Neither the defense nor the court was ever advised, in the course of the new trial proceedings, that Chambers had changed his testimony. Neither was the defense advised of an interview between the FBI and Prof. Schapiro at the time of the new trial motion. Schapiro was uncertain as to the date on which Chambers came to him to ask for aid in getting a translation, but he was clear enough as to the sequence of events. He told the FBI that, late in 1936, he sought to convince Chambers to leave the Communist Party. Chambers refused, and Schapiro did not “see Chambers again until the spring of 1938, the exact time of which he could not recall, when Chambers came to his home in New York City and told him he had broken with the Party and requested some assistance in securing a translating job. At this time Shapiro [sic] consulted Willert of Oxford University Press and secured a translating job for Chambers.” The FBI decided at this point that “an affidavit from Schapiro would be of no consequence.”
[Assistant U.S. Attorney] Myles Lane took the position, in arguing the motion for a new trial, that Chambers’ statement of the sequence between his breach with the Party and his obtaining of a translation was “offhand,” and the court accepted this argument. The new FOIA documents, however, make it abundantly clear that this was far from true. In the preparation of Chambers [by the FBI as a witness against Hiss], preparing his testimony with great care and over a period of many days, [Chambers] said in language which was quite clear:
After my break, I moved with my family from 2116 Mt. Royal Terrace to a house on Old Court Rd. on the outskirts of Baltimore, where we lived in one room for about one month.
Dr. Meyer Schapiro, whom I have previously mentioned in this statement, recommended me to one Paul Willert, an Englishman who was an officer in the Oxford University Press. Willert was described by Schapiro as an absolutely reliable non–communist. Willert got me a translation job through the firm of Longmans Green, which was an affiliate company of the Oxford Press. Willert also gave me an advance for this translation.
And Murphy, writing in his personal notebook, summarized the testimony he expected to adduce from Chambers on this subject, as follows:
Immediately after his defection in April of 1938, he went to New York and saw Dr. Meyer Shapiro [sic], informed him that he had broken away from the Party and was desirous of obtaining some translation work.
In the same notebook is the intended testimony of Schapiro which says that he broke off his association with Chambers “until 1938 or 1939, when he learned that Chambers had broken with the Party.”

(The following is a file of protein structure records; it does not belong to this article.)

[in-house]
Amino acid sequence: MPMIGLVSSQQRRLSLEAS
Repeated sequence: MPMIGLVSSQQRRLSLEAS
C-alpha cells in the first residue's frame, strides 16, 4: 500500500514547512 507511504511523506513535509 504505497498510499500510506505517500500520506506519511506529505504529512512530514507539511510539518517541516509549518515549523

Two other documents have been supplied to Hiss by the FBI, both of which repeat the sequence of events that Chambers had recited so often since producing the Baltimore Documents – namely, that after breaking with the Party in April 1938, he went to see Dr. Schapiro, who in turn recommended him to Willert.
With the FOIA disclosures, we now have statements of Chambers and Schapiro corroborating Willert and Gumpert, which fix clearly a sequence of events altogether consistent with Chambers’ trial testimony on a crucial point in the case. The recantation by Chambers of his testimony was concealed from the defense and the court, although it was clearly relevant and should have been spread upon the record for whatever consideration the court might choose to give to it. The fact is that Chambers’ conflicting statements surrounding his break with the Party, over a period of many years, were so extensive and varied that full presentation to the jury might well have made a decisive difference in its verdict.
This section of the website makes available four statements by Whittaker Chambers, from 1942 to 1946, in which he consistently maintains that he left the Communist Party in 1937. More evidence supporting this date was made public with the release of the Hiss case grand jury minutes in October 1999. Grand jury testimony by Meyer Schapiro reaffirms the sequence of events established in Hiss’s 1952 Motion for a New Trial – that Chambers had obtained his translation work from the Oxford University Press only after his break with the Party.